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We describe 14 yr of public data from the Parkes Pulsar Timing Array (PPTA), an ongoing project that is producing precise measurements of pulse times of arrival from 26 millisecond pulsars using the 64-m Parkes radio telescope with a cadence of approximately 3 weeks in three observing bands. A comprehensive description of the pulsar observing systems employed at the telescope since 2004 is provided, including the calibration methodology and an analysis of the stability of system components. We attempt to provide full accounting of the reduction from the raw measured Stokes parameters to pulse times of arrival to aid third parties in reproducing our results. This conversion is encapsulated in a processing pipeline designed to track provenance. Our data products include pulse times of arrival for each of the pulsars along with an initial set of pulsar parameters and noise models. The calibrated pulse profiles and timing template profiles are also available. These data represent almost 21 000 h of recorded data spanning over 14 yr. After accounting for processes that induce time-correlated noise, 22 of the pulsars have weighted root-mean-square timing residuals of
in at least one radio band. The data should allow end users to quickly undertake their own gravitational wave analyses, for example, without having to understand the intricacies of pulsar polarisation calibration or attain a mastery of radio frequency interference mitigation as is required when analysing raw data files.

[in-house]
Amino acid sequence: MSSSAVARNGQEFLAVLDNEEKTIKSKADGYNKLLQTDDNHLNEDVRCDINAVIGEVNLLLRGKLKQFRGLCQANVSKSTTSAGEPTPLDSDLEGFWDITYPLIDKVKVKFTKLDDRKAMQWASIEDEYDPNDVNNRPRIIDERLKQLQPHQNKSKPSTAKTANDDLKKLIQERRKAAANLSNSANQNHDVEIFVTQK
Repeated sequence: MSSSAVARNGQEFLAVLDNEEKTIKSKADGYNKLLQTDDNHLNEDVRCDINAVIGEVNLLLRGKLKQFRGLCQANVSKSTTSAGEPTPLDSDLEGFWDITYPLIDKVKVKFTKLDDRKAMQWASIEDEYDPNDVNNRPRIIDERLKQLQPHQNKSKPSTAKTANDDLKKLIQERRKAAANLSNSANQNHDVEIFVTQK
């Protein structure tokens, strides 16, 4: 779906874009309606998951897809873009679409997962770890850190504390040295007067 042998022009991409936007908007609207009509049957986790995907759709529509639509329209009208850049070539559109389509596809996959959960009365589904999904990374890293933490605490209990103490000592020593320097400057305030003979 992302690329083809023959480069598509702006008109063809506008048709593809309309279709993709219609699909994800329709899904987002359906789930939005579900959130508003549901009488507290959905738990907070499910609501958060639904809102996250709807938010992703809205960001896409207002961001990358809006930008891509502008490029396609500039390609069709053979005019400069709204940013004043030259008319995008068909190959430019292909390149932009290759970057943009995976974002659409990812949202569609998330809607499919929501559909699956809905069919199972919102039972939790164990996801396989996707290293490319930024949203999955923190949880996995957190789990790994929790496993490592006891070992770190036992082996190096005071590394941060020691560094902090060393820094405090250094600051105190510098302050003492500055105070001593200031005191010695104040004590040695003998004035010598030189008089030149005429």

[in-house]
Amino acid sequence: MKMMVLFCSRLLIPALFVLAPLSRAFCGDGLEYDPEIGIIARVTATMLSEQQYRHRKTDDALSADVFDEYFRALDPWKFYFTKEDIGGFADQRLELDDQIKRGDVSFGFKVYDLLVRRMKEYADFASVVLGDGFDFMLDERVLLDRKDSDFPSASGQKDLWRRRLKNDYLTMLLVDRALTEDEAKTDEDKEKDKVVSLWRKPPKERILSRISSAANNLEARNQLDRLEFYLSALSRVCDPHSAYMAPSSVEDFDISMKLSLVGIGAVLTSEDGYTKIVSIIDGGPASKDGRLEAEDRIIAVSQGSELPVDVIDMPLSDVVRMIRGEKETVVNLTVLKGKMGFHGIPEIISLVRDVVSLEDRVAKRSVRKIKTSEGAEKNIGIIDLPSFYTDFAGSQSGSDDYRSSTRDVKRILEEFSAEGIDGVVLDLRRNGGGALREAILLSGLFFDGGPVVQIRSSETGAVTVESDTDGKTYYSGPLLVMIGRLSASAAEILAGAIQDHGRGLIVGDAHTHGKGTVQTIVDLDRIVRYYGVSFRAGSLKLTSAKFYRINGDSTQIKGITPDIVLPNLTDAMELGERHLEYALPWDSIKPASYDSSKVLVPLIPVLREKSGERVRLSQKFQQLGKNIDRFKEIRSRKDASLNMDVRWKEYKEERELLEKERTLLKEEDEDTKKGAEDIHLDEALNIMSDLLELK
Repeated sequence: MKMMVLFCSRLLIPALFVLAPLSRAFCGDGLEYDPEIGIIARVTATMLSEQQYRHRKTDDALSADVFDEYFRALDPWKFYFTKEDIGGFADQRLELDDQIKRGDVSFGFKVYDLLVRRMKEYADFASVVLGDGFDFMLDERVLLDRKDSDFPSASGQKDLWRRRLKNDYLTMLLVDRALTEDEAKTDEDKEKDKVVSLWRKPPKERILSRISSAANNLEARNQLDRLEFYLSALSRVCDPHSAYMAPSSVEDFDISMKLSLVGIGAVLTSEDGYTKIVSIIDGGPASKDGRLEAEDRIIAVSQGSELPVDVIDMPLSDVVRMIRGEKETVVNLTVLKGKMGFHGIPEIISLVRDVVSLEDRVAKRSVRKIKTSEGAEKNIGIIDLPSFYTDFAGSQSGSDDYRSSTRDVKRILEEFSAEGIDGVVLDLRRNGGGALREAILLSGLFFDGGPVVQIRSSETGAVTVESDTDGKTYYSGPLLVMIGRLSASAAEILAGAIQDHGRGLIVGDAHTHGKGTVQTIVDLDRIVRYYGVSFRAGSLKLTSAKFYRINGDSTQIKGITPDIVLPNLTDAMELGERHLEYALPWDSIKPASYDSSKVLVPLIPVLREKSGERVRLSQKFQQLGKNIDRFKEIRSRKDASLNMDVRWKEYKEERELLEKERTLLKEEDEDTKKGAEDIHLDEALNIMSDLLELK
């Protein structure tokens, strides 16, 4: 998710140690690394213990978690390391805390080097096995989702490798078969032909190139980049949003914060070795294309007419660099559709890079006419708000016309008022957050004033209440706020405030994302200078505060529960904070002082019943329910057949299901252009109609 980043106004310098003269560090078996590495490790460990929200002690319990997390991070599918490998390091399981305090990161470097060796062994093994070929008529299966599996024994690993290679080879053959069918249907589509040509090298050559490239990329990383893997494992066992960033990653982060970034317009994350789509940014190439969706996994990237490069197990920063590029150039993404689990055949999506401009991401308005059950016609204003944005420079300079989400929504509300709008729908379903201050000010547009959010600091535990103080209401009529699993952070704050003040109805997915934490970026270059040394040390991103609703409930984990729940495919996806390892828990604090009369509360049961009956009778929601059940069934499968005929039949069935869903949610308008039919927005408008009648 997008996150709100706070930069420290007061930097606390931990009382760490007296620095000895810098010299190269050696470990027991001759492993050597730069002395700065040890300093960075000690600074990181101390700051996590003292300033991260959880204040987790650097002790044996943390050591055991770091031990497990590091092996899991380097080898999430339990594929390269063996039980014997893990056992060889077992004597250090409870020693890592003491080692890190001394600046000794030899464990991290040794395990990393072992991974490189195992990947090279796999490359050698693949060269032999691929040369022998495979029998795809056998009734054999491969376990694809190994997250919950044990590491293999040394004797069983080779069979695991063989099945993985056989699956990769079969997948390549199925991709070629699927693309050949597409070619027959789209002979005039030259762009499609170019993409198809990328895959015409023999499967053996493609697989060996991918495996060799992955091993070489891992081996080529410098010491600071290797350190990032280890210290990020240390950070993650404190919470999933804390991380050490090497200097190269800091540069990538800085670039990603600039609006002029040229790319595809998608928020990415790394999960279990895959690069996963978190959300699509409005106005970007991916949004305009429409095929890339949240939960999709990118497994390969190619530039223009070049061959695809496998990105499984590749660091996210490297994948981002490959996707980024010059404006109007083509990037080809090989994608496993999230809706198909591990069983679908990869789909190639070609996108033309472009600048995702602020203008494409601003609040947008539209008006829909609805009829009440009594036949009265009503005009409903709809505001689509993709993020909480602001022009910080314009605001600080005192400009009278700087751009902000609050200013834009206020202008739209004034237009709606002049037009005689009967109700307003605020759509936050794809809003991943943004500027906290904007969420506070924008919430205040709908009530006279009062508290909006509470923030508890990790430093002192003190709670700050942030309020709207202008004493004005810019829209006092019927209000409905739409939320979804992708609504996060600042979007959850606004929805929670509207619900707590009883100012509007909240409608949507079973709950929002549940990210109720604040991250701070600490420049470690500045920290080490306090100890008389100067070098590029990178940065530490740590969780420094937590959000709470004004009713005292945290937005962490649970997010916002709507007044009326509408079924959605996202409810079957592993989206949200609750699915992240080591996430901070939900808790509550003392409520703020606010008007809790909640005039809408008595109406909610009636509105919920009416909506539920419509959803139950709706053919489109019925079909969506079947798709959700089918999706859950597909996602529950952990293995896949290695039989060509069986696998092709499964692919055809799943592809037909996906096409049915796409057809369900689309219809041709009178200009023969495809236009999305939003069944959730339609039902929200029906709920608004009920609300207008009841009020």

We describe an ultra-wide-bandwidth, low-frequency receiver recently installed on the Parkes radio telescope. The receiver system provides continuous frequency coverage from 704 to 4032 MHz. For much of the band (
), the system temperature is approximately 22 K and the receiver system remains in a linear regime even in the presence of strong mobile phone transmissions. We discuss the scientific and technical aspects of the new receiver, including its astronomical objectives, as well as the feed, receiver, digitiser, and signal processor design. We describe the pipeline routines that form the archive-ready data products and how those data files can be accessed from the archives. The system performance is quantified, including the system noise and linearity, beam shape, antenna efficiency, polarisation calibration, and timing stability.
Breakthrough Listen is a 10-yr initiative to search for signatures of technologies created by extraterrestrial civilisations at radio and optical wavelengths. Here, we detail the digital data recording system deployed for Breakthrough Listen observations at the 64-m aperture CSIRO Parkes Telescope in New South Wales, Australia. The recording system currently implements two modes: a dual-polarisation, 1.125-GHz bandwidth mode for single-beam observations, and a 26-input, 308-MHz bandwidth mode for the 21-cm multibeam receiver. The system is also designed to support a 3-GHz single-beam mode for the forthcoming Parkes ultra-wideband feed. In this paper, we present details of the system architecture, provide an overview of hardware and software, and present initial performance results.
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